When we got the word, Papa John's Pizza got a new (black) face, Shaquille O & # 39; Neal, the crew at The Root had a field day. "Ask Shaq about his obsession with being a policeman and if he had trouble finding a cap and sugar cane for his soft shoe routine …" quipped one. "The same Shaq who just said that Trump deserves a fair chance? "asked incredibly another.
I was sent to Four Seasons downtown on Friday to get the story, the same day, the company announced that O & # 39; Neal would be the lead in a" triple header ": In addition to franchising nine Papa John's stores in Atlanta, the 47-year-old former NBA champion will appear in advertising for the company and add a cool $ 8 million to his reported $ 400 million net worth, Shaq will also be the first African American on Papa John's Board For the "King of Endorsements", this is just Shaq's latest money move that netted the former NBA All-Star more than he did in his extraordinary NBA career.
Shaquille O & # 39; Neal Make More Money Now Shaquille O & N; Neal Made Up To $ 30 Million one season in his great NBA career, but he says …
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"When I met with Papa John's new management, we talked about:" Hey, there must be some diversity in your leadership, "Shaq told The Root (a page: Shaq is a giant. When he stood I felt that Hagrid could be true, except he is from Newark and named Shaquille. He also has Duke vs North Carolina in the NCAA tournament final. ) "Then I said," We need to create a new culture where there will always be love, respect and welcome. "And I said I would like to help them do that."
I mean, you don't Can Get More Spat-On Than Shaq For What Papa John Is Required Perhaps some high-priced consultants spent scrubbing off the stench and falling stock prices that Papa Johns needed to find a brand ambassador who controlled the following boxes: black; high profile; an athlete; loved by all; not "controversial", and finally a rapper and a law and order type guy. Who is Shaq?
And apparently, Wall Street is here for it, as Papa John's in-the-tank stock rose more than six percent after Friday's announcement.
But some find this particular deal uneasy because Papa Johns has had some "racist controversy" that started with his founder, John "Papa John" Schnatter, who made a racial gaffe so colossal (well two, in quick succession) that he actually had to leave the company he founded. Short version (which The Root included a lot, I think under the heading "Papa John's pizza tastes like racism"): Papa John publicly said that the company was in the tank because of the 2016 NFL protests; white supremacists took it as theirs; Schnatter apologized, then the n-word fell. In a meeting. On diversity. He then dreamed of being asked to rely and said he was being pushed to use the breed's slur.
Schnatter went down as CEO at the end of 2017 and resigned as chairman in July.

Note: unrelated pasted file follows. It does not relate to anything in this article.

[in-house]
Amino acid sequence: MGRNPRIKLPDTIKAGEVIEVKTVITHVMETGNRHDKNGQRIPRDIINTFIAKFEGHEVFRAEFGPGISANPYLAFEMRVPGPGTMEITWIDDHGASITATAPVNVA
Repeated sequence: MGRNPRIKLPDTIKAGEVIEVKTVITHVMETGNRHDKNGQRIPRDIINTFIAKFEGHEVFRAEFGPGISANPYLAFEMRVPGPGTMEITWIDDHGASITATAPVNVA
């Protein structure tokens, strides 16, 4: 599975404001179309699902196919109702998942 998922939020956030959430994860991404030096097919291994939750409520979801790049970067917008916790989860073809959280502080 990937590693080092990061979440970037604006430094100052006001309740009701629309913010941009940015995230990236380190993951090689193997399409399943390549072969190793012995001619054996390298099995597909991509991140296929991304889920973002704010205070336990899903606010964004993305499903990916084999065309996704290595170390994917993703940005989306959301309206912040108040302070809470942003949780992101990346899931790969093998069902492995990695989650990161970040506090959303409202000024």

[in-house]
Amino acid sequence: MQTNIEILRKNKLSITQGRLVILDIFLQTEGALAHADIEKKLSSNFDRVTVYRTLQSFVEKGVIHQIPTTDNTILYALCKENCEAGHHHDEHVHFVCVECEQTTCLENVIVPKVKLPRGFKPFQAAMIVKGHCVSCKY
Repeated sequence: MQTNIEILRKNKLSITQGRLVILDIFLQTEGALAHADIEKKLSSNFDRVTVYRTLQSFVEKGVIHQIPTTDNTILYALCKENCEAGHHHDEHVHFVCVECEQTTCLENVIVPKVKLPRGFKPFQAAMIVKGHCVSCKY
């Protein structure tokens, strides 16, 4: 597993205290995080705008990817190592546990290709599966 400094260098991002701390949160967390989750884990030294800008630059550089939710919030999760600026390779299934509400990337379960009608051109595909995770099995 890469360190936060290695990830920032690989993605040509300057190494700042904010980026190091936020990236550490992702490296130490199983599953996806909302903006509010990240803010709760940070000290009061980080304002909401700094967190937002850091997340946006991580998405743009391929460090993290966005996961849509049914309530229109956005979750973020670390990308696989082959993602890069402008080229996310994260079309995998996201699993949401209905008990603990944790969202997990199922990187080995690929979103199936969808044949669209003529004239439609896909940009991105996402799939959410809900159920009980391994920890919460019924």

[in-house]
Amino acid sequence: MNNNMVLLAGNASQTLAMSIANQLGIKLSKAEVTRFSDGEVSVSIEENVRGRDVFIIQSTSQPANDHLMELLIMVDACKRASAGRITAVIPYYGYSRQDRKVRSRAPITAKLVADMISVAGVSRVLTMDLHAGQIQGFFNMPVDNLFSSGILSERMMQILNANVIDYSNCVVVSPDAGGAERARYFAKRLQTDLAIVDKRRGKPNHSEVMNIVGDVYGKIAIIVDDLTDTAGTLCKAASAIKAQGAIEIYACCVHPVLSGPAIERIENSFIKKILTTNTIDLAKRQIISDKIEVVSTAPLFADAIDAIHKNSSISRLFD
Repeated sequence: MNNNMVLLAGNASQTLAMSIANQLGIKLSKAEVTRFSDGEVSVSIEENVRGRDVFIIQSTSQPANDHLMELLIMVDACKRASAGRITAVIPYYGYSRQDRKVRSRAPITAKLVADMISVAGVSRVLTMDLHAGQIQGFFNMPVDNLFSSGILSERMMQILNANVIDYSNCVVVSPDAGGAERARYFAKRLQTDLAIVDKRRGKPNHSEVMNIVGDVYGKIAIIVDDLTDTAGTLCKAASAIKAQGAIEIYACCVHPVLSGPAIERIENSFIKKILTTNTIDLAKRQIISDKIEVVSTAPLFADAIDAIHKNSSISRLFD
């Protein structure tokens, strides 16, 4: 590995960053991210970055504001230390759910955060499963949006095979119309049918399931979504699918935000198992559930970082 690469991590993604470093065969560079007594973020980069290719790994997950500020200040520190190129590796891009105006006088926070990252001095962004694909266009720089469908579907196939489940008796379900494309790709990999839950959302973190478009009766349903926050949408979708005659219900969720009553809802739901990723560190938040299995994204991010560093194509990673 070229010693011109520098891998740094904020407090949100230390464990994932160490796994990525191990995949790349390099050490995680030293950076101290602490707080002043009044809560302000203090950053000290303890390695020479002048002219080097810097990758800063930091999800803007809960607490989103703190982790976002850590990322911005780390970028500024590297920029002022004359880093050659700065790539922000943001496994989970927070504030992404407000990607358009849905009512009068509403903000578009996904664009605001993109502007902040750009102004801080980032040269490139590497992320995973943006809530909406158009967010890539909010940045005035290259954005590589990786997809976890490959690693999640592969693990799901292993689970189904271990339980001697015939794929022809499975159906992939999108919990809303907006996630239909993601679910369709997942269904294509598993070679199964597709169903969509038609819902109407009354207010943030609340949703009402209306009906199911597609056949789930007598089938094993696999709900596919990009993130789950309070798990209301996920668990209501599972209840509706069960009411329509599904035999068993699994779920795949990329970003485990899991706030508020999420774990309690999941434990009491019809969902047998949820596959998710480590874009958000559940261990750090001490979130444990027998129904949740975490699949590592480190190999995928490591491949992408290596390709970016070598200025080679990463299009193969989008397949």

However, Shaq seems to be at peace with his decision to partner with Papa, although he noted that Schnatter's behavior was unacceptable.
"Pizza is fun. Everyone loves pizza and pizza everyone loves," Shaq explains.
"Shaquille O & # 39; Neal is in the fun business. When you see this face, it's the face I want you to laugh at …"
He later added: "I've never been the one who never comes into politics, but since I am on the board, we are talking about all things, no one will be excluded, everything will be included. There will be more diversity on the board, but as far as I have never wanted to be a to get into politics. I am a police officer, I respect police officers, I respect people, but politics is not my thing. "
He continued:" Shaquille O & # 39; Neal is in the fun business. you see this face, the face I want you to laugh at, because when you laugh, it creates endorphins, so whatever you go through when you see this face, I just want to forget it, maybe for the rest of the day or forget it. "
Schnatter leaves the table, "when an independent director who is mutually acceptable, replaces him, reports CBS Market Watch. In addition to Shaq, Papa John also brought on board "activist" hedge fund leader Jeff Smith, who was tapped to become his president (note: I was happy when I read "activist" but in this case it is not in Colin Kaepernick's sense). Smith was former chairman of the Darden Restaurants (Olive Garden), apparently going back to the company back-in-the-black (see what I did there?).
And Shaq, who said he initially felt bad for the company's 800 franchisees, is fine with it.
"So I'm not a politician," repeated Shaq for the third time. "I'm an athlete, I'm a businessman, I'm a father, and I'm a community man." And you are a black man, I prodded after saying that this whole thing began over the movement of black living. "And I'm black," Shaq said. "And these are the things I do."